Wrestlers tackle adversity through a love of sport
For two Indigenous wrestlers at SFU, community support and their drive to excel keeps their passion alive as they wrap up and reflect on their athletic careers.
From the chance to compete on the national level and develop teaching skills, to honing a sense of team belonging, university athletics has given Rebekah Trudel and Justina Di Stasio an exciting range of opportunities and experiences.
Rebekah Trudel, of Métis background, never intended to become a wrestler. In high school, she was cut from volleyball try-outs and only after finishing the basketball season did she try wrestling. As the only female on her high school wrestling team, she says her first year was about surviving.
Now a history and French double major, she says the most challenging aspect of joining the university wrestling team was the intense schedule: two workouts every Monday, Wednesday and Friday. But the hard work paid off—she won the Canadian nationals during her first year.
Trudel says her Indigenous background provides an additional support system.
“Being Métis has given me another community, another outlet for support, and that has helped a lot,” she says. “In my community, it’s becoming more about showcasing our strong youth and our strong women.”
After experiencing multiple injuries, Trudel stepped away from wrestling in 2020. She plans on staying connected with her wrestling community by refereeing as she works towards the remaining half of her degree.
Justina Di Stasio wasn’t too keen on wrestling when she initially joined in Grade 6, but she grew to like it. And after graduating, with the help of her high school coach, she earned a place on SFU’s wrestling team.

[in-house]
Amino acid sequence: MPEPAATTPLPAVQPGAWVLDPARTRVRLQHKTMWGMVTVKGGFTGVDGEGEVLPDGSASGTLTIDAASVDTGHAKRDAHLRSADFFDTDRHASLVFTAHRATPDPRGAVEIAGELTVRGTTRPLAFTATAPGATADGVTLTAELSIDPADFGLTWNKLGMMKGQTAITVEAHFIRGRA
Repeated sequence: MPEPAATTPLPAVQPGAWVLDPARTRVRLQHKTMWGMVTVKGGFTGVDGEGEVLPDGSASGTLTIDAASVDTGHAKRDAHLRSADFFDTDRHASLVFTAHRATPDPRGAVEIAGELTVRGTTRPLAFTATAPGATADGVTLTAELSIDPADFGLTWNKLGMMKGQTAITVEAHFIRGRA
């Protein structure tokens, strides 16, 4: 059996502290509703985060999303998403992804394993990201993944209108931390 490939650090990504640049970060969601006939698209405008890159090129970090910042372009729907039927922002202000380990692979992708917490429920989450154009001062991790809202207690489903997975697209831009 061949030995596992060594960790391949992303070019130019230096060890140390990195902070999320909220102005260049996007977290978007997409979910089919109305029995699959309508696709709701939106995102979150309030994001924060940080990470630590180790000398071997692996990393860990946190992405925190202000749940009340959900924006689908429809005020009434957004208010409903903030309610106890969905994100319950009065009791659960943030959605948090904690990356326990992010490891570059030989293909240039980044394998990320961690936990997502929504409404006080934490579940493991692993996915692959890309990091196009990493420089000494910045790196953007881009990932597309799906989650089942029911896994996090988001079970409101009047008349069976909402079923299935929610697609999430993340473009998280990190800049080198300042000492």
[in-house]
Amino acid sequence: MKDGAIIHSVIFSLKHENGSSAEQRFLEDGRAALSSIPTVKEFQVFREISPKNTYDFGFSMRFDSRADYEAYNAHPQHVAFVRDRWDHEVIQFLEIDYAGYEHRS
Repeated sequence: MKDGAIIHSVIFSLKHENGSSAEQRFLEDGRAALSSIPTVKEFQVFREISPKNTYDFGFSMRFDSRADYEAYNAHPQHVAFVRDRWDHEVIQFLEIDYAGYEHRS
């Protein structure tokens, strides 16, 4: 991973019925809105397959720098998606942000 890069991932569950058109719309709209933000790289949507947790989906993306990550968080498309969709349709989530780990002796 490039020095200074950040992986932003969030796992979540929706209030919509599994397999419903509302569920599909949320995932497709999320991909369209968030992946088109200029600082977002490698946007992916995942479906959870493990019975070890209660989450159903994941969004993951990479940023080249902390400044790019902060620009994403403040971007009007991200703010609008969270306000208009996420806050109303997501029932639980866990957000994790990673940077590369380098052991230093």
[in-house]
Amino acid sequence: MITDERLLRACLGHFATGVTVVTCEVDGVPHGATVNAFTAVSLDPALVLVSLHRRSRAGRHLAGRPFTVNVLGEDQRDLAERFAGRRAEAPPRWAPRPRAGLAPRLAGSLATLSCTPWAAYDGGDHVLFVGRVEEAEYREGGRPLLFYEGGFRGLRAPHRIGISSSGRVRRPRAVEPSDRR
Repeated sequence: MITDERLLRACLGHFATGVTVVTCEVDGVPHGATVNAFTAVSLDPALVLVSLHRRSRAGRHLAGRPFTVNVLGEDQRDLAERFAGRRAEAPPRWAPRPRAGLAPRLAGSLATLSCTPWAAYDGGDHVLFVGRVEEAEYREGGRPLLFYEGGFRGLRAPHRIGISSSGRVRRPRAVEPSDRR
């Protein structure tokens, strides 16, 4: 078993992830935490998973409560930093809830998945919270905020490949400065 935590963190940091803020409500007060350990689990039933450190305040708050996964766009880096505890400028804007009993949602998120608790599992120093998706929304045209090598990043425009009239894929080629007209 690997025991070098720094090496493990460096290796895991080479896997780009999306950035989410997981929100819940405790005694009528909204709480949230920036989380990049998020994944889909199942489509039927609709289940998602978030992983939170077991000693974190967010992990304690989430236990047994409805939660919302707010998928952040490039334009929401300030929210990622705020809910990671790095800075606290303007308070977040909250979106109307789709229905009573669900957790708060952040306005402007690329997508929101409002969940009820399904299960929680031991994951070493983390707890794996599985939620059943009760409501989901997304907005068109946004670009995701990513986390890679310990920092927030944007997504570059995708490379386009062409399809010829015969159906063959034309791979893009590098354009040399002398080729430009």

Di Stasio, a Cree student who is completing the Professional Development Program in the Faculty of Education, says that once her outlook on the sport changed, she “fell in love with the sport and decided to take it more seriously.”
Her passion and dedication grew, culminating in a second-place finish in the 2020 Olympic Trials.
Hired as an SFU wrestling coach in 2017, Di Stasio says her culture and her coaching style complement each other.
“Both require me to be confident and proud in how I present myself,” she says. “As a Cree female athlete, I look forward to sharing my story and where I come from. As a coach, I am always trying to take what I have learned in this sport to help someone else find success in wrestling too.”
She now hopes to make the Canadian Olympic team in 2024 to compete in Paris and the university wishes her good luck in this endeavour!
Di Stasio remains most appreciative of the opportunities she has had as a wrestler at SFU.
“I have earned a university degree, traveled the world, met people who have helped me grow up and succeed, in wrestling and outside of it,” she says. “I have come a long way in this sport.”